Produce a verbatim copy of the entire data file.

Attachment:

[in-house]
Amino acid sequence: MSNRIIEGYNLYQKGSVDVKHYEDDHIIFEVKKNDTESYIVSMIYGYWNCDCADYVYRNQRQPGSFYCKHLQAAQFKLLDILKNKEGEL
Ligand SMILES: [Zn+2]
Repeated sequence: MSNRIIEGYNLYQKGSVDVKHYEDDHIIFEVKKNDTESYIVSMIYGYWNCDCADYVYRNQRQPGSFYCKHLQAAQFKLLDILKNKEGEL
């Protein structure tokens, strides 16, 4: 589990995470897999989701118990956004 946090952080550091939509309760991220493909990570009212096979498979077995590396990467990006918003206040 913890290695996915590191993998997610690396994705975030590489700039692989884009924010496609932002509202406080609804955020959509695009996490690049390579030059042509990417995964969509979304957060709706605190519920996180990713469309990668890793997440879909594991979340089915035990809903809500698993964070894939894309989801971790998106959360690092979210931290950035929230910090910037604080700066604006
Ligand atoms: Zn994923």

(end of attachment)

[in-house]
Amino acid sequence: MSNRIIEGYNLYQKGSVDVKHYEDDHIIFEVKKNDTESYIVSMIYGYWNCDCADYVYRNQRQPGSFYCKHLQAAQFKLLDILKNKEGEL
Ligand SMILES: [Zn+2]
Repeated sequence: MSNRIIEGYNLYQKGSVDVKHYEDDHIIFEVKKNDTESYIVSMIYGYWNCDCADYVYRNQRQPGSFYCKHLQAAQFKLLDILKNKEGEL
């Protein structure tokens, strides 16, 4: 589990995470897999989701118990956004 946090952080550091939509309760991220493909990570009212096979498979077995590396990467990006918003206040 913890290695996915590191993998997610690396994705975030590489700039692989884009924010496609932002509202406080609804955020959509695009996490690049390579030059042509990417995964969509979304957060709706605190519920996180990713469309990668890793997440879909594991979340089915035990809903809500698993964070894939894309989801971790998106959360690092979210931290950035929230910090910037604080700066604006
Ligand atoms: Zn994923």